A modeling investigation of ground and surface water fluxes for Konza Tallgrass Prairie



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Kansas State University


Konza Prairie is one of the few areas in the United States were natural landscape of the area is still intact. Human action on changing the landscapes in this area is limited and much of the land remains as native grassland. In spite of its natural existence, this area is not completely isolated from the rest of the world. Changes that are taking place in climate will eventually have the same effect to this region as well as other human populated areas. Increase in carbon concentration in the air has resulted to increase in temperature, this increase in temperature increases the evaporation from the sea, oceans and the ice capes. As the atmospheric water vapor changes the precipitation pattern also change. Changes in precipitation due to climate change will result to change in hydrology and hydraulics of the streams and groundwater flow regime. Precipitation provides surface runoff and groundwater infiltration, which recharge the cracked limestone aquifer present in the Konza area. The infiltration water moves trough the cracked rocks and eventually reach the creeks such as Kings Creek and flow to the Kansas River. Increase in precipitation will result to increase in surface runoffs and more groundwater recharge. Decrease in precipitation will result to decrease in both surface and groundwater. To examine changes in groundwater elevation as recharge change in Konza, a groundwater model was developed based on erosion impact calculator (EPIC) ecological model and SLIT groundwater model. EPIC model estimates the deep percolation (recharge) as 12% and total runoff to about 24% of the annual average precipitation. The annual average recharge values from EPIC were used in SPLIT to simulate results for the groundwater elevation at Konza prairie. Field wells elevation were use to calibrate the SPLIT results. By estimating the hydraulic permeability value to 0.546m/d the field well measurements and SPLIT simulated groundwater elevation results provide a good match. After calibration max and min recharge together with a 5-years moving average were used to examine the changes in groundwater elevation as recharge changes. Future study intends to use the calibrated Konza groundwater model and the forecasted climate data to simulate result for groundwater elevation as climate changes.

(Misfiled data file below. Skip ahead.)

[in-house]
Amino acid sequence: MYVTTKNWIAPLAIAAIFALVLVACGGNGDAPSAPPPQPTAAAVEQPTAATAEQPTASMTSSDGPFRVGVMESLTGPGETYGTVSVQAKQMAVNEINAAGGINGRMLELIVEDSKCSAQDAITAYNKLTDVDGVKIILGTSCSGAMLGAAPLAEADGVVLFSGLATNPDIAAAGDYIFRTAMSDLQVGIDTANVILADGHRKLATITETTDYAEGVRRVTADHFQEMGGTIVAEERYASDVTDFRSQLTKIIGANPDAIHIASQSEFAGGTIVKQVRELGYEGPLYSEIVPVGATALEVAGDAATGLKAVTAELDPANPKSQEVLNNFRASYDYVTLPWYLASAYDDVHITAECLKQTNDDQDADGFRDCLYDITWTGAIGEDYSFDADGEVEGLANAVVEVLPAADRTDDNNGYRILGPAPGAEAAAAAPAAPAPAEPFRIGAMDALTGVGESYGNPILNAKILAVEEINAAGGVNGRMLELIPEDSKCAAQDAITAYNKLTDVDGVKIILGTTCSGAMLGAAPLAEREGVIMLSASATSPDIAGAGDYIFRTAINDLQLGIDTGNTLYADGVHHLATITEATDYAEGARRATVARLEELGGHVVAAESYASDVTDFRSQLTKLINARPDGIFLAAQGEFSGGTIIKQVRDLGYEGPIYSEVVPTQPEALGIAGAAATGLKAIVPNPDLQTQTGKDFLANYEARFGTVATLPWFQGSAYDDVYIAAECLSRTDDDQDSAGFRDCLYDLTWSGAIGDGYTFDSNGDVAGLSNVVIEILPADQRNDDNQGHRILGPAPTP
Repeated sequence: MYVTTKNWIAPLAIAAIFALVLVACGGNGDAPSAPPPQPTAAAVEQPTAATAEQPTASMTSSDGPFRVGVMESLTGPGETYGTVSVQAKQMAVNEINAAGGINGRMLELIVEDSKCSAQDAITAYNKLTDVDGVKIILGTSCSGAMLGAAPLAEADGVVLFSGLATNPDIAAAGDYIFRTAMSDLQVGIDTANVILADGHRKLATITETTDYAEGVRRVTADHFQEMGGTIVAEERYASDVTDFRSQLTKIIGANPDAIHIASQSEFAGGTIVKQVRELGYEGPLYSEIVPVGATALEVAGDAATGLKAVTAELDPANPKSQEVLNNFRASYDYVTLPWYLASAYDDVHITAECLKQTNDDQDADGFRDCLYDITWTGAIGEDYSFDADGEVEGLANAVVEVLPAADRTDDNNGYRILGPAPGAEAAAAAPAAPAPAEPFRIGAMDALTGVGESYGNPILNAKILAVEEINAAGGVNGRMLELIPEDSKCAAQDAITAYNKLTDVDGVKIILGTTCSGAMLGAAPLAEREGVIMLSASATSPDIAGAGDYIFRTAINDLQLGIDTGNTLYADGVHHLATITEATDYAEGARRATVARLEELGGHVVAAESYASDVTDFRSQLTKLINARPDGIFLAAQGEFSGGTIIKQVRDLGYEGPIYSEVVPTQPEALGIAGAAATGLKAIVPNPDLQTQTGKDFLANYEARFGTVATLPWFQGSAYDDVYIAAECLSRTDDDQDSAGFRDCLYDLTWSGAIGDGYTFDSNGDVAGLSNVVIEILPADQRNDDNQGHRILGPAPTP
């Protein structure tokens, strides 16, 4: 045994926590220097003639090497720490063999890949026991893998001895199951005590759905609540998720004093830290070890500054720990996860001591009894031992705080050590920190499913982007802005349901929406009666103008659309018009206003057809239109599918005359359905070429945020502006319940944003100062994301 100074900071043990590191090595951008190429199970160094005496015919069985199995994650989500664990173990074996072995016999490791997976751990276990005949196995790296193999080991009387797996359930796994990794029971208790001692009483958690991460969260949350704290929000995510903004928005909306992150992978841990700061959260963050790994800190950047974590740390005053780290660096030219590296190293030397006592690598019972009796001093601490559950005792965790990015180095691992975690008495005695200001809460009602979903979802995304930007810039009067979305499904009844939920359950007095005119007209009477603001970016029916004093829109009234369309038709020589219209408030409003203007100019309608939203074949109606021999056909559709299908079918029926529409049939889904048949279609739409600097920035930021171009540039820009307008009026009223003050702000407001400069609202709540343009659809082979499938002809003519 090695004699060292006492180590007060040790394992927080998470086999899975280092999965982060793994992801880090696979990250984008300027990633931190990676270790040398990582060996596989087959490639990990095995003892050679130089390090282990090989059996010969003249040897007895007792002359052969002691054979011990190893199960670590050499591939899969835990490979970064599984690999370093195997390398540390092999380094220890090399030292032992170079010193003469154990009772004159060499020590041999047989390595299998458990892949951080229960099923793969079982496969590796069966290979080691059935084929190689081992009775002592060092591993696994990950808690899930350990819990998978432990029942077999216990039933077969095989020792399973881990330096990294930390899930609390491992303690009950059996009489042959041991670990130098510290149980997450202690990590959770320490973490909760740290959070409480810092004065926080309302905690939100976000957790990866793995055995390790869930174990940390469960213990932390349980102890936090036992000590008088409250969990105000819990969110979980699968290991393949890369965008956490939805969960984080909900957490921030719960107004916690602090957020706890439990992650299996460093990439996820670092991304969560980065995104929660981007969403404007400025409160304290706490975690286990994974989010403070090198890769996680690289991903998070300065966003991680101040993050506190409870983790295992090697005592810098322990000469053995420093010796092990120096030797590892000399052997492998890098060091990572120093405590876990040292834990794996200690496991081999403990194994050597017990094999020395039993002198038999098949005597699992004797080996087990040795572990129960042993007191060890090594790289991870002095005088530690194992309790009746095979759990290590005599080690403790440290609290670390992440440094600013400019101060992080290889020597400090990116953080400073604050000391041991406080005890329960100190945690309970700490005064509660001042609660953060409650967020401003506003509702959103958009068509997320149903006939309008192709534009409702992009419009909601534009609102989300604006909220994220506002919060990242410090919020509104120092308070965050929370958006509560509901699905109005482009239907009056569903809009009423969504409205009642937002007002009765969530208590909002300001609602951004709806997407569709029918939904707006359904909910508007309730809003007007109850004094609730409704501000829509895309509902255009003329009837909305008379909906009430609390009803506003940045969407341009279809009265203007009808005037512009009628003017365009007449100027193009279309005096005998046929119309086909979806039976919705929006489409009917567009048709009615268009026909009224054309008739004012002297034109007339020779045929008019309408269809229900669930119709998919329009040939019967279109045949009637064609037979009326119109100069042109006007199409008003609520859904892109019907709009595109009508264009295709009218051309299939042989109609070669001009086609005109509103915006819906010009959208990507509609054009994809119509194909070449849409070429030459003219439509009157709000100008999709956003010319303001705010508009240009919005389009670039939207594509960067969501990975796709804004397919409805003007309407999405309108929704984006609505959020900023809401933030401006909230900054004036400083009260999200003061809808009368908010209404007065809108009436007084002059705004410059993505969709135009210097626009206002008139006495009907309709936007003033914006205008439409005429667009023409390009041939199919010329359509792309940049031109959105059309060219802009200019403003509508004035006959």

Groundwater, Modeling, Analitic Element Method, Konza, Recharge, Tallgrass Prairie

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Master of Science


Department of Civil Engineering

Major Professor

David R. Steward